Amid all this, however, a covert sexual freedom coexisted with the complete Absence of Sex. We must not be surprised, then, at the stream of passionate Priestesses of Love pouring out into the world after the disintegration of the U.S.S.R. and at the thousands of prostitutes currently filling the cities of Russia. This state of affairs issues primarily from the prevailing moral condition, and only secondarily from the standard of living. It issues from the 70-year exile of God from the country, a land where only airplanes remained in the heavens.
The first shock of Gorbachev's new era was his appearance on the television screen together with . . . his wife! This was the true beginning of perestroika. For the first time, the wife of the General Secretary ceased to be "the Empress of the Dark Chambers." And this wife even dared to speak her mind on matters of politics! This was received with bewilderment by the majority of the populace, and in particular, by women. Immediately, there arose one of the most dangerous of Russian rumors: that the wife rules the husband. It was one of the main reasons for the decline of Gorbachev's popularity. The wives of subsequent presidents made their appearances on screen, but they took the experience of the Gorbachevs into account: First ladies now conducted themselves with extreme modesty. They remained what women were supposed to be in Russia--mere women.
A woman in Russia lived through her family. And she had to have a husband. The key role for women in the U.S.S.R. was to be a "warrior's holiday." "A man knows the happiness of one who receives; a woman knows the happiness of one who gives"--this was the dream and the rule.
With the advent of perestroika, all this began to change. The first Russian businesswomen came onto the scene. It was in business, not politics, that the road to true gender equality in Russia began to be laid. The first businesswomen were poor young girls when perestroika hit. Now they're over 30. They can be found in the most varied professions--from advertising firms to travel agencies, from computer companies to mass media agencies, from law firms to major commercial enterprises. And professional sport, too, one must remember, is foremost a business. They arrived speedily at a new slogan for the independent Russian woman: "If pants must be hanging in the closet, they might as well be mine!" They can have children without husbands, they can leave one husband for another--the important thing is to live as they like, not as he likes. They're finished with the "warrior's holiday" for good.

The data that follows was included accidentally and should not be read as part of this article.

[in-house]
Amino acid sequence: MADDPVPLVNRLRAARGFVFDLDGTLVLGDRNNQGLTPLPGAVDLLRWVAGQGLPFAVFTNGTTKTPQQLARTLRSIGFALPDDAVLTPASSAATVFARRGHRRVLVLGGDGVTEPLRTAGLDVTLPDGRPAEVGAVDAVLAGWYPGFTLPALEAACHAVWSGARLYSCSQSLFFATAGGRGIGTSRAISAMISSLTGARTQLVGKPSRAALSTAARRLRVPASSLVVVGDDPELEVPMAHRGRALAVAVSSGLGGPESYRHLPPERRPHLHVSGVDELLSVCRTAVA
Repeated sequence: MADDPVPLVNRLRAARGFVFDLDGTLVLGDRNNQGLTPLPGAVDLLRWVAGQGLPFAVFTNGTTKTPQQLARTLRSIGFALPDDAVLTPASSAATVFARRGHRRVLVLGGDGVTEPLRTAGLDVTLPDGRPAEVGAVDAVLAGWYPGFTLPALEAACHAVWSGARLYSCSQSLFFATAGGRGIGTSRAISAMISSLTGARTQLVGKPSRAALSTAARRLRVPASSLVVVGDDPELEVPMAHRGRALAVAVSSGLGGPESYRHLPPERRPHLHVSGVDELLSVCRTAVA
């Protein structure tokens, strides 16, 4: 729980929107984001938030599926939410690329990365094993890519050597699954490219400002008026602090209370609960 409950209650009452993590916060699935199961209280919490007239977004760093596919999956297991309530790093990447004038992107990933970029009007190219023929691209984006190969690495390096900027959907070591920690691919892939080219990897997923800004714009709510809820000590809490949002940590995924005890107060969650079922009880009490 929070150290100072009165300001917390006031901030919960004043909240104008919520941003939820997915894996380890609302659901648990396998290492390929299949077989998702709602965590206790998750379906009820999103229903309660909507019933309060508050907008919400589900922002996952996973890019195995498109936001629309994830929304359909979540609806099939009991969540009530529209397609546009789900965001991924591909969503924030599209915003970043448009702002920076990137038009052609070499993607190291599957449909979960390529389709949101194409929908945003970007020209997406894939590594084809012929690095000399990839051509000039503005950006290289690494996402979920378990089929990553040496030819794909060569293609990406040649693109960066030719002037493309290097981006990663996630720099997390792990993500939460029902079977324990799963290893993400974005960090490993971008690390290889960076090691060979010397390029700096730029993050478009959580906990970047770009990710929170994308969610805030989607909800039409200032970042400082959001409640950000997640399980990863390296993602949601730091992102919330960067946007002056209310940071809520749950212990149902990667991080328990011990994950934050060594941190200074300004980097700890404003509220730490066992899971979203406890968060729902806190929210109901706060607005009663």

A prosperous businesswoman invited me to dinner. She owns a fashionable Moscow boutique. Five of her colleagues were also present at our late gathering. She had brought in a well-known chef from Paris for one night for this affair. Throughout the evening, I listened to their stories--about their youth, where they left their poverty and a good deal of humiliation. Readymade theater played itself out before me, and its central theme was entirely new for Russia: the path to independence from men.
Recently, I witnessed something now possible only in Russia. I completed a book on the great and enigmatic Russian emperor Alexander II and decided to speak about the book at one of Moscow's largest auditoriums, the Tchaikovsky Concert Hall, seating 1,500 people. Orchestra tickets cost $50 apiece. This is a large sum of money in Russia, yet the hall was filled to bursting. Eighty percent of the public was young, for the most part young girls. The evening was recorded and replayed on TV over three days. The ecstatic cameraman repeatedly cut to the faces of the lovely young women in the audience who, for over three hours, listened in rapt silence to a tale of the history of their Fatherland. This new generation of women promises to become the most successful in Russia's history.
The role of the Tennis Lolita, of the Beauteous Champion, is but Russian womanhood's most public face. Miss Sharapova, or those new little beauties who are now to be found in every corner of boundless Russia, have discovered a road to the fairytale. The Russian Invasion of the tennis Klondike is in full swing. But there is a world beyond tennis, and they will have it, too. The Russian girls are coming. They don't want to change the world. They want to conquer it.
Mr. Radzinsky, a playwright, is the author of "Alexander II: The Last Great Tsar," forthcoming in October from the Free Press. (This essay was translated from the Russian by John William Narins.)